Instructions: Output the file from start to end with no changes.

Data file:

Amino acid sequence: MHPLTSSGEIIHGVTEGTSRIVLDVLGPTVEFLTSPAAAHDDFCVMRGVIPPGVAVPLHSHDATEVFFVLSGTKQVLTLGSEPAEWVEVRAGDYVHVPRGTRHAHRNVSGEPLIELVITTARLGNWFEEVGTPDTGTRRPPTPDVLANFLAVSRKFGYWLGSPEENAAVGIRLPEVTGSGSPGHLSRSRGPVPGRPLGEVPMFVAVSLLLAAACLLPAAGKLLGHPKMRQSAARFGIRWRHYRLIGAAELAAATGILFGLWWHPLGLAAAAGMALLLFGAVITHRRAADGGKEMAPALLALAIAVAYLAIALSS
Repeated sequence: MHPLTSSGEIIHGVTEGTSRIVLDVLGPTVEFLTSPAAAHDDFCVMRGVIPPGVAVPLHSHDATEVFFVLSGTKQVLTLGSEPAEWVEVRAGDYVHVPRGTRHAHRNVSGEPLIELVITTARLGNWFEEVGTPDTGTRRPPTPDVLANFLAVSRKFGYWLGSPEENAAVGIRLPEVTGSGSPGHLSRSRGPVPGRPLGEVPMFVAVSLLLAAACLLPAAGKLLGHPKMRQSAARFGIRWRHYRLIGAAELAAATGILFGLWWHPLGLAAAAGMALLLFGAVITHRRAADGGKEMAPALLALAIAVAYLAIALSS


Amino acid sequence: MHPLTSSGEIIHGVTEGTSRIVLDVLGPTVEFLTSPAAAHDDFCVMRGVIPPGVAVPLHSHDATEVFFVLSGTKQVLTLGSEPAEWVEVRAGDYVHVPRGTRHAHRNVSGEPLIELVITTARLGNWFEEVGTPDTGTRRPPTPDVLANFLAVSRKFGYWLGSPEENAAVGIRLPEVTGSGSPGHLSRSRGPVPGRPLGEVPMFVAVSLLLAAACLLPAAGKLLGHPKMRQSAARFGIRWRHYRLIGAAELAAATGILFGLWWHPLGLAAAAGMALLLFGAVITHRRAADGGKEMAPALLALAIAVAYLAIALSS
Repeated sequence: MHPLTSSGEIIHGVTEGTSRIVLDVLGPTVEFLTSPAAAHDDFCVMRGVIPPGVAVPLHSHDATEVFFVLSGTKQVLTLGSEPAEWVEVRAGDYVHVPRGTRHAHRNVSGEPLIELVITTARLGNWFEEVGTPDTGTRRPPTPDVLANFLAVSRKFGYWLGSPEENAAVGIRLPEVTGSGSPGHLSRSRGPVPGRPLGEVPMFVAVSLLLAAACLLPAAGKLLGHPKMRQSAARFGIRWRHYRLIGAAELAAATGILFGLWWHPLGLAAAAGMALLLFGAVITHRRAADGGKEMAPALLALAIAVAYLAIALSS